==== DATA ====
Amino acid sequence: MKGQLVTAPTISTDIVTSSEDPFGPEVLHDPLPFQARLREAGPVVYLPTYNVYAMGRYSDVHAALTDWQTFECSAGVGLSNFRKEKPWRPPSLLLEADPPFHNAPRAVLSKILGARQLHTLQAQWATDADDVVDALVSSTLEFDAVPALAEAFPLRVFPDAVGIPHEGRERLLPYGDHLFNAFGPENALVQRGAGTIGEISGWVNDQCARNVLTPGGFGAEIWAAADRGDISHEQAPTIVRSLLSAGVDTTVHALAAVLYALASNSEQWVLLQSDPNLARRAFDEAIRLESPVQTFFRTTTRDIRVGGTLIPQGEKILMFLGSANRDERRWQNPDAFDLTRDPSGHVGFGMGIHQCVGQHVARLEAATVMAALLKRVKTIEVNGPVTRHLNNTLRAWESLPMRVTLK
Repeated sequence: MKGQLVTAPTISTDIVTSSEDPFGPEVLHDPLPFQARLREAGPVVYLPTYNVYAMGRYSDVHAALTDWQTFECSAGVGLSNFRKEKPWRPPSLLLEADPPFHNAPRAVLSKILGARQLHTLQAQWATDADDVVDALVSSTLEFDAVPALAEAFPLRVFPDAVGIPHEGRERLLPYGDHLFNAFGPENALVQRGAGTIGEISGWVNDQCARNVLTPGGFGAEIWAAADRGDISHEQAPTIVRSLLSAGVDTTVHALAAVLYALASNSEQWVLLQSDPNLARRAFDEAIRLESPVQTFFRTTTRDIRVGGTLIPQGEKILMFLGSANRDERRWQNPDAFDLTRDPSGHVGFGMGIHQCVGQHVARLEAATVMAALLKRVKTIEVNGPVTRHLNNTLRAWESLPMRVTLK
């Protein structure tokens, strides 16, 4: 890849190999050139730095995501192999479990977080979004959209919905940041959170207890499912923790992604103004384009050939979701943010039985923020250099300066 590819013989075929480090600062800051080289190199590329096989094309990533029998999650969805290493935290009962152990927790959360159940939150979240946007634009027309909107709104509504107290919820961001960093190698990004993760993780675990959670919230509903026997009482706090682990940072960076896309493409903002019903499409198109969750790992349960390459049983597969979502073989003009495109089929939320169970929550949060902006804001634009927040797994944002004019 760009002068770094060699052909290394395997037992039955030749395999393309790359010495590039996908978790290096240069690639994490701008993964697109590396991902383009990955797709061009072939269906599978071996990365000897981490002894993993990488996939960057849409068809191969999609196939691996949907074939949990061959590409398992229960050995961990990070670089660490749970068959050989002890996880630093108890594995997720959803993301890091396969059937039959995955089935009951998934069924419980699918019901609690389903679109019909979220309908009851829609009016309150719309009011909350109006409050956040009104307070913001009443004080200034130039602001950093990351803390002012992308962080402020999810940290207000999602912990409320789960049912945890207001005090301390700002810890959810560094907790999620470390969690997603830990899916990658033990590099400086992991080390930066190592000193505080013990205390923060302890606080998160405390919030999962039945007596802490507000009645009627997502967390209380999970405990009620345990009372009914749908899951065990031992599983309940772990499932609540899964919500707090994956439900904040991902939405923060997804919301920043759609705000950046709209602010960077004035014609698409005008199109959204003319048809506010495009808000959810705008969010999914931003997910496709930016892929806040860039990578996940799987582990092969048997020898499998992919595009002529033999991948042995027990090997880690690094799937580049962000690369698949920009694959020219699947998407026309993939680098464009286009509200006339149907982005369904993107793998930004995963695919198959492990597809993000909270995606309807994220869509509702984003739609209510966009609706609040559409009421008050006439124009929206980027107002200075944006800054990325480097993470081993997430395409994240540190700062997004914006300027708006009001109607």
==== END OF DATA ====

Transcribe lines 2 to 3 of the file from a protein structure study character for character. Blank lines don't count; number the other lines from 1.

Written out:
Repeated sequence: MKGQLVTAPTISTDIVTSSEDPFGPEVLHDPLPFQARLREAGPVVYLPTYNVYAMGRYSDVHAALTDWQTFECSAGVGLSNFRKEKPWRPPSLLLEADPPFHNAPRAVLSKILGARQLHTLQAQWATDADDVVDALVSSTLEFDAVPALAEAFPLRVFPDAVGIPHEGRERLLPYGDHLFNAFGPENALVQRGAGTIGEISGWVNDQCARNVLTPGGFGAEIWAAADRGDISHEQAPTIVRSLLSAGVDTTVHALAAVLYALASNSEQWVLLQSDPNLARRAFDEAIRLESPVQTFFRTTTRDIRVGGTLIPQGEKILMFLGSANRDERRWQNPDAFDLTRDPSGHVGFGMGIHQCVGQHVARLEAATVMAALLKRVKTIEVNGPVTRHLNNTLRAWESLPMRVTLK
């Protein structure tokens, strides 16, 4: 890849190999050139730095995501192999479990977080979004959209919905940041959170207890499912923790992604103004384009050939979701943010039985923020250099300066 590819013989075929480090600062800051080289190199590329096989094309990533029998999650969805290493935290009962152990927790959360159940939150979240946007634009027309909107709104509504107290919820961001960093190698990004993760993780675990959670919230509903026997009482706090682990940072960076896309493409903002019903499409198109969750790992349960390459049983597969979502073989003009495109089929939320169970929550949060902006804001634009927040797994944002004019 760009002068770094060699052909290394395997037992039955030749395999393309790359010495590039996908978790290096240069690639994490701008993964697109590396991902383009990955797709061009072939269906599978071996990365000897981490002894993993990488996939960057849409068809191969999609196939691996949907074939949990061959590409398992229960050995961990990070670089660490749970068959050989002890996880630093108890594995997720959803993301890091396969059937039959995955089935009951998934069924419980699918019901609690389903679109019909979220309908009851829609009016309150719309009011909350109006409050956040009104307070913001009443004080200034130039602001950093990351803390002012992308962080402020999810940290207000999602912990409320789960049912945890207001005090301390700002810890959810560094907790999620470390969690997603830990899916990658033990590099400086992991080390930066190592000193505080013990205390923060302890606080998160405390919030999962039945007596802490507000009645009627997502967390209380999970405990009620345990009372009914749908899951065990031992599983309940772990499932609540899964919500707090994956439900904040991902939405923060997804919301920043759609705000950046709209602010960077004035014609698409005008199109959204003319048809506010495009808000959810705008969010999914931003997910496709930016892929806040860039990578996940799987582990092969048997020898499998992919595009002529033999991948042995027990090997880690690094799937580049962000690369698949920009694959020219699947998407026309993939680098464009286009509200006339149907982005369904993107793998930004995963695919198959492990597809993000909270995606309807994220869509509702984003739609209510966009609706609040559409009421008050006439124009929206980027107002200075944006800054990325480097993470081993997430395409994240540190700062997004914006300027708006009001109607």